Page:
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Four American soldiers nearing the end of their tour of duty in Iraq are part of a unit sent on one final humanitarian mission to bring medical supplies to a remote Iraqi village. When their unit is ambushed and sustains heavy losses, the surviving troops suffer physical and psychological injuries. As they return home, the four have to live with their traumatic memories while managing a return to civilian life. Tommy (Brian Presley) cannot forget watching his best friend die, while Jamal (Curtis Jackson, a.k.a. 50 Cent) lives with the memory of the innocent Iraqi woman he gunned down in a firefight. Will (Samuel L. Jackson), a combat medic, drowns his traumas in alcohol. Single mum Vanessa (Jessica Biel) struggles with her new prosthetic arm, as well as the fact that the boyfriend she has returned home to can no longer look her in the eye.

Review by Andrew L. Urban:
For all its predictability, Home of the Brave is an honourable and well intentioned effort to explore the trauma of war vets coming home from the hell of Iraq to the different kind of hell of suburban Spokane, Washington. On its theatrical release, many critics compared it (unfavourably) to William Wyler's 1946 classic Best Years of Our Lives. That's reasonable as a generalised comparison, but meaningless for those who might be attracted to Home of the Brave for contempo reasons; not everyone has seen the 1946 movie and many would have a new take on this film. Besides, WWII was a war in which America's participation was not the subject of deep social divide as is the war in Iraq. As a new movie about an old condition in a new war, this film has little new to say, but what it says is nevertheless valid.

Performances are excellent, and the opening battle sequences are harrowing, visceral and full of the veracity that makes a war movie so gut wrenching. But just as gut wrenching is the aftermath of war on these men - and woman (Jessica Biel) - as they re-enter the now meaningless world of suburbia. This is Irwin Winkler's achievement, the (perhaps too frequent) intercutting of flashbacks to the war zone from suburban life. But that's to show how the two environments come into conflict in the hearts and souls of the vets.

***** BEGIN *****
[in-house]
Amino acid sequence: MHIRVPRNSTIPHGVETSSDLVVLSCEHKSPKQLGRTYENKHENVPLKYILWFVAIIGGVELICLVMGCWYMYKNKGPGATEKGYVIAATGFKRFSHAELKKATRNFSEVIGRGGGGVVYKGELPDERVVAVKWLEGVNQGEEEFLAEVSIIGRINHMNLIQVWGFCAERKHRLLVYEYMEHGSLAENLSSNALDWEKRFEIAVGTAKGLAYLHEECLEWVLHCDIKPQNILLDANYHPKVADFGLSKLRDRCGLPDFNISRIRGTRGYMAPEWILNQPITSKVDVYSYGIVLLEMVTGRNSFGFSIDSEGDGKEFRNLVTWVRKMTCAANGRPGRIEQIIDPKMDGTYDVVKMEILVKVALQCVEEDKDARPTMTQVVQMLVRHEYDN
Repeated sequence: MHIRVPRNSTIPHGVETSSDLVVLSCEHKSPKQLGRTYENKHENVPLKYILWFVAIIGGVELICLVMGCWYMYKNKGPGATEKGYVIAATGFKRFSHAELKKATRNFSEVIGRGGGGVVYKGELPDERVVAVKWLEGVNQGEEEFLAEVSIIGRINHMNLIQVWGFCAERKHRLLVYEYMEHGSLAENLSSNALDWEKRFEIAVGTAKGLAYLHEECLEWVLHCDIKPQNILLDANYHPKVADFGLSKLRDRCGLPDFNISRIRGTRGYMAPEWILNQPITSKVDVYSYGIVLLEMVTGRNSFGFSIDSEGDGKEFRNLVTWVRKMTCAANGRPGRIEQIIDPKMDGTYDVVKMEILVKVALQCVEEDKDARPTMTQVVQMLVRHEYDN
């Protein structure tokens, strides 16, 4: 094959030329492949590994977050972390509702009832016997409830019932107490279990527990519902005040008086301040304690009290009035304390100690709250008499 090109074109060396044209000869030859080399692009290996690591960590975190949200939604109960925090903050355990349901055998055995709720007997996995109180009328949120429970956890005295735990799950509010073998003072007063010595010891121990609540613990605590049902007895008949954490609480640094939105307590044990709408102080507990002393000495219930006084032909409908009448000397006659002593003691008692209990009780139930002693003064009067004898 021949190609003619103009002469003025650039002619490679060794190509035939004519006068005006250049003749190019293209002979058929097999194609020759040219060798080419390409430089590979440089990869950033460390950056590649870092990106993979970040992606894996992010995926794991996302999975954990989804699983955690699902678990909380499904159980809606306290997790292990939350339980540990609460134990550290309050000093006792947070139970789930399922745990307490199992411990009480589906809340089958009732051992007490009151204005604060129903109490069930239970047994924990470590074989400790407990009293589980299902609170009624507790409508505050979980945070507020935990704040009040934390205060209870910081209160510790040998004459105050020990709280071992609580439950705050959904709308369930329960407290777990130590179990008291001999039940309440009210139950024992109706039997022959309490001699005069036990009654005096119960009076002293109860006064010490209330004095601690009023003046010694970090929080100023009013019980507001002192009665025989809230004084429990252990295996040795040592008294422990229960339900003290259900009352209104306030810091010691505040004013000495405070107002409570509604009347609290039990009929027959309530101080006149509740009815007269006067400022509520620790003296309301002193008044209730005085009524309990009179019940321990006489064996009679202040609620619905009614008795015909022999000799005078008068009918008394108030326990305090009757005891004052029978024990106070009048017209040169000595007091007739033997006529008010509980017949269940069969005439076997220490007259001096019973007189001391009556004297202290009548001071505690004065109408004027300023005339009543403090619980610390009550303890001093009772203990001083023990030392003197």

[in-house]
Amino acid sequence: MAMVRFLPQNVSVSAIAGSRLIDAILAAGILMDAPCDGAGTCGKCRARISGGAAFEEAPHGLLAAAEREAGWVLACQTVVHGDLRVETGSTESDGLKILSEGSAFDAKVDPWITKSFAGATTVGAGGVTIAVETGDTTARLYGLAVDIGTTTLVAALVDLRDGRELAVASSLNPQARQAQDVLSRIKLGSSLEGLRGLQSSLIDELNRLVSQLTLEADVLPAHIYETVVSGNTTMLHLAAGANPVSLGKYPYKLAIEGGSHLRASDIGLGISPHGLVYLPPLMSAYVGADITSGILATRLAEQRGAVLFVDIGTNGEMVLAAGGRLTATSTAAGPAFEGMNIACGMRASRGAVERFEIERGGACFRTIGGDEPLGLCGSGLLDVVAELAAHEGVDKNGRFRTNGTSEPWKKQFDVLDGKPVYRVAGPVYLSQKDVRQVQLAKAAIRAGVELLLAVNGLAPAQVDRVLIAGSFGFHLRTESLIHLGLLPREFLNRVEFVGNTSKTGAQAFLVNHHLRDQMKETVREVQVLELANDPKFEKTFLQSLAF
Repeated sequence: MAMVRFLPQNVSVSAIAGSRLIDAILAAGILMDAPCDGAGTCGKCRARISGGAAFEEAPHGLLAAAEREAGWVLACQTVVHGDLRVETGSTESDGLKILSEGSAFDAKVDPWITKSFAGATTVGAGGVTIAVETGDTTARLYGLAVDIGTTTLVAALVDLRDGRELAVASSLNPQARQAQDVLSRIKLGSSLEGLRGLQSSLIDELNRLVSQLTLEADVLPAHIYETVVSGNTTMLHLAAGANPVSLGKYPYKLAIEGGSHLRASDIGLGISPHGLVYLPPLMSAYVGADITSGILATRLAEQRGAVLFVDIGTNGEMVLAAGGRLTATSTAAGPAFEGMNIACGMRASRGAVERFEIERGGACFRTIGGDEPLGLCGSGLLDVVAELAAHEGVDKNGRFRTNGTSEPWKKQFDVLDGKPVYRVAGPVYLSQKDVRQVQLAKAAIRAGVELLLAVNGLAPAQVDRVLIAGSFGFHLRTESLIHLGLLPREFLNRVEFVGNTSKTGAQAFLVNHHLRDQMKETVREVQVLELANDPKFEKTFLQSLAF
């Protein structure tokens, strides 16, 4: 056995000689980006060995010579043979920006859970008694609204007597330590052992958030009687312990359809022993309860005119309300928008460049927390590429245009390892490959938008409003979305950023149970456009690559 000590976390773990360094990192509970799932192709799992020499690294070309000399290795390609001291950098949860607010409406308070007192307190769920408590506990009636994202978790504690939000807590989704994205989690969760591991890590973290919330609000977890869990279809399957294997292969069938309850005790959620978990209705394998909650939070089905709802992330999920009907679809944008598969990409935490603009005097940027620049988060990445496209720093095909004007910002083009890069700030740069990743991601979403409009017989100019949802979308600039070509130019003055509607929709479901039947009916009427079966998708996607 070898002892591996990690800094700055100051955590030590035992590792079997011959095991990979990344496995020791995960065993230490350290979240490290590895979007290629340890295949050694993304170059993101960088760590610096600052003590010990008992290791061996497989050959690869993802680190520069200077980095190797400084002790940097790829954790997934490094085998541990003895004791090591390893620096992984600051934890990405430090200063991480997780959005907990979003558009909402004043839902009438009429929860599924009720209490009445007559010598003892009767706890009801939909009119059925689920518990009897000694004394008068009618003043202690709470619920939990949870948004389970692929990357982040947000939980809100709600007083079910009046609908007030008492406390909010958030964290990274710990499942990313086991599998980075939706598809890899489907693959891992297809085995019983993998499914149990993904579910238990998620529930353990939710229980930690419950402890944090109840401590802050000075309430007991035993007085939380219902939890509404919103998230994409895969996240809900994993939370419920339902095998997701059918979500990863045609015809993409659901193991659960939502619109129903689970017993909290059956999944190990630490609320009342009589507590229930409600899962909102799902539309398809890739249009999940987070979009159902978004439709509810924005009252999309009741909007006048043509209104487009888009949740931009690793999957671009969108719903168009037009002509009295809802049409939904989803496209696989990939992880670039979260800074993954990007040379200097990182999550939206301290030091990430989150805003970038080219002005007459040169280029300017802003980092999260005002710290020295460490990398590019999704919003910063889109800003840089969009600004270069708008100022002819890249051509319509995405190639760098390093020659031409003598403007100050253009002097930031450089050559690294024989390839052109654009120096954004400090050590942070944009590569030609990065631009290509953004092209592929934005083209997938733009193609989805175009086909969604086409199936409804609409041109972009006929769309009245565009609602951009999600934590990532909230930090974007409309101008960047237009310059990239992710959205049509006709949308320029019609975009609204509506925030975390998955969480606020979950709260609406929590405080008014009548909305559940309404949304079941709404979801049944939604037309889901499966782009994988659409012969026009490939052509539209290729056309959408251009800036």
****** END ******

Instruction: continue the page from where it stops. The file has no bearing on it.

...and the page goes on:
It's too easy to pick holes in a film like this for critics who have never been in the line of fire or the chaos of a war zone. In many ways the film is part of America's attempt to digest the enormity of their endeavour in Iraq. The country is sacrificing thousands of their young men (and many young women) without the benefit of either domestic or global respect for that enormous price. Perhaps the most effective scenes are the quietest (like when two of the vets compare antidepressants at a multiplex) in a movie that deals with an issue of permanent relevance to us warring humans. Sad to say. And I suspect the film also offers a modicum of catharsis and comfort to the real vets.

Published: May 22, 2008

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(US, 2006)

CAST: Samuel L. Jackson, Jessica Biel, Brian Presley, Curtis 50 Cent Jackson, Christina Ricci, Chad Michael Murray, Victoria Rowell, Jeff Nordling, Vyto Ruginis, Sam Jones III, James MacDonald

PRODUCER: Rob Cowan, George Furla, Avi Lerner

DIRECTOR: Irwin Winkler

SCRIPT: Mark Friedman, Irwin Winkler

CINEMATOGRAPHER: Tony Pierce-Roberts

EDITOR: Clayton Halsey

MUSIC: Stephen Endelman


RUNNING TIME: 101 minutes


DVD DISTRIBUTOR: All Interactive

DVD RELEASE: February 15, 2008

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